After two years of construction and nearly 20 years of plans in the making, Five Rivers MetroParks is ready to debut its newest regional recreation destination on the Great Miami River— a smooth-water passageway and a rippling, whitewater play chute for kayaking enthusiasts.
The $4 million RiverScape River Run project will celebrate the completion of the first water chute with an afternoon of outdoor celebration on Friday, May 5, at 4:30 p.m.
Five Rivers MetroParks, which boasts 3.3 million visitors annually at its parks, is expecting to draw even more crowds of water enthusiasts and spectators for the low-dam attraction.
“RiverScape River Run is one of the most impactful projects in our region,” said Carrie Scarff, Five Rivers MetroParks chief of planning and projects. “River Run was identified as a high-priority project in the Greater Downtown Dayton Plan because of its potential to improve economic vitality and help regional businesses attract and retain top talent.”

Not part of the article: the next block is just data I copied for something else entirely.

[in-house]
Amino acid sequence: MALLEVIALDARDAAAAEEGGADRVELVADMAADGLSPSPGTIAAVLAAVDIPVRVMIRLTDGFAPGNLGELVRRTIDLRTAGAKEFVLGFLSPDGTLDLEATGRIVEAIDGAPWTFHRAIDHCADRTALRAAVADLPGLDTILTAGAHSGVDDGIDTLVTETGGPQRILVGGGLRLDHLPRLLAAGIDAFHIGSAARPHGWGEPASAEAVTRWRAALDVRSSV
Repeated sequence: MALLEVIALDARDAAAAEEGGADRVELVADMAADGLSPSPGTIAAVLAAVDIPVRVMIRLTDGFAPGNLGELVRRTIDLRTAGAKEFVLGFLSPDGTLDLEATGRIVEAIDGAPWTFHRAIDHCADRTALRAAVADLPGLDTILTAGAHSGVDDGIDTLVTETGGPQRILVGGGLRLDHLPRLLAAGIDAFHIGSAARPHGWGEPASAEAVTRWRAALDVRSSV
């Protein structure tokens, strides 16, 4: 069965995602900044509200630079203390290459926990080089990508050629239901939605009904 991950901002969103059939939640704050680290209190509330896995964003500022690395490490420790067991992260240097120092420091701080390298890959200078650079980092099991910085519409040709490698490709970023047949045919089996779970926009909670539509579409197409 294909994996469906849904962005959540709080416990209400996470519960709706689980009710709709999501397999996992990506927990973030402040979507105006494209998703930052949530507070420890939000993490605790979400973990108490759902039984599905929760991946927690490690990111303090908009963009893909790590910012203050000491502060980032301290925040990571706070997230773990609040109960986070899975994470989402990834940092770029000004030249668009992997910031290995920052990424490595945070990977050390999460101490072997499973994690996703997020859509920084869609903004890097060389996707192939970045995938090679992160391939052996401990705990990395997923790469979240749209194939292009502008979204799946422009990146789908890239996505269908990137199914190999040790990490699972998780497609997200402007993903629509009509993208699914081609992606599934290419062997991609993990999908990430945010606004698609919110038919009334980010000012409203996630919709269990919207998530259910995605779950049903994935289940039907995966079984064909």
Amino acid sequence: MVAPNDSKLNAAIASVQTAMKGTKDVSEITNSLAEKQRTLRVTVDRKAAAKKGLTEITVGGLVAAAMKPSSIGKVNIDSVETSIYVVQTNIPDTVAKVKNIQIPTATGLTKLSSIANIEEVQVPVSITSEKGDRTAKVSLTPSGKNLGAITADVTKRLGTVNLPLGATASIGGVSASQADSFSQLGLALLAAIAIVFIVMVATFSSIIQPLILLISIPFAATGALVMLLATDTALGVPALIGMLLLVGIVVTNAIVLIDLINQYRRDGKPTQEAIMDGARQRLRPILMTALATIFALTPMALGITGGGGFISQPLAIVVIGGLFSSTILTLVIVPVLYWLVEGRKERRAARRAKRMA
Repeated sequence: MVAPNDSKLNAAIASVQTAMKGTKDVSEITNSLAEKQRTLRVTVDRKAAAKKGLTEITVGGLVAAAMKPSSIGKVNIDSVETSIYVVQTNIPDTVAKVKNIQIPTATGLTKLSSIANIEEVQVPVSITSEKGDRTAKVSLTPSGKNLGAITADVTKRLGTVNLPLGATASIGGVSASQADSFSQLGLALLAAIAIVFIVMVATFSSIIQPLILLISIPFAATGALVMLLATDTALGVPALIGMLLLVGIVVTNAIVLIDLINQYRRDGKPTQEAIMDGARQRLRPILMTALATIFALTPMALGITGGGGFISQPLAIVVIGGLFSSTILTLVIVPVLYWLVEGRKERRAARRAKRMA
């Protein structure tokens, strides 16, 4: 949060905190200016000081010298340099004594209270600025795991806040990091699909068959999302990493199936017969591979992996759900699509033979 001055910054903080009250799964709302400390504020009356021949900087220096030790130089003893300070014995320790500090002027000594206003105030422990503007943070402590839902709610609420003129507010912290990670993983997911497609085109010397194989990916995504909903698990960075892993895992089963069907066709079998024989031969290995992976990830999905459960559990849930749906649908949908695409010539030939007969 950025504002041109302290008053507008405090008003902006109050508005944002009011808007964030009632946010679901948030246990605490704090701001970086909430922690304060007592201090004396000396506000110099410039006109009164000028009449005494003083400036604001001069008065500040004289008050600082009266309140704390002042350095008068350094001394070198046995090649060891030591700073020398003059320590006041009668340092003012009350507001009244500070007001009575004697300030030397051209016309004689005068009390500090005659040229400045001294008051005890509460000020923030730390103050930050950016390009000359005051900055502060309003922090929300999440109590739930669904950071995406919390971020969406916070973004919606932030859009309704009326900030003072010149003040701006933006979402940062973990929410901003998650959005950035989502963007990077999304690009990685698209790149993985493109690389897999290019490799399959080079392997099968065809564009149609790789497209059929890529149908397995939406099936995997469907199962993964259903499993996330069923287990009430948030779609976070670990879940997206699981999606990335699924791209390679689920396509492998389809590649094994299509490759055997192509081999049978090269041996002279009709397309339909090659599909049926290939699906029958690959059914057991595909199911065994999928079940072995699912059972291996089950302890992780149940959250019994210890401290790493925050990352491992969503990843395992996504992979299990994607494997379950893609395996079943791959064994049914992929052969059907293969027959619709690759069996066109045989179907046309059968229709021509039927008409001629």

The first completed river chute, located in the park on East Monument Avenue near the Dayton Art Institute, includes two features: one smooth-water passageway for novice paddlers and a whitewater chute for those daredevil kayakers.
The free grand opening event starts at 4:30 p.m. with official remarks from community leaders. Project partners include leaders from the park district, the Downtown Dayton Partnership, Miami Conservancy District, city of Dayton and Montgomery County.
Those celebrating can also expect:
• The ceremonial first paddle starts at 5 p.m., when demonstration paddlers will show off what the new river run is capable of doing.
• The Five Rivers MetroParks music series Pickin’ in the Park will kick off at 6 p.m. after the official opening. The night will feature live tunes by progressive bluegrass musicians Casey Campbell, Restless Leg String Band and The Tillers.
• Local craft beer providers and food trucks will also be available to enjoy at the park.
The $4 million project was funded by private sector companies, community partners and grants. The James M. Cox Foundation issued a $1 million challenge grant in July 2011 to jump start the project.
Mike Ervin, co-chair of the Downtown Dayton Partnership board, said he expects the attraction to be a “gathering space” for more than just kayakers. He envisions an outdoor space where live music will play often, bikers and runners will pass by while residents hang out on the rock structures near the river.
“This is not just for kayakers,” he said. “It’s a place-making opportunity. You create this great vibrant space … And it becomes a destination.”
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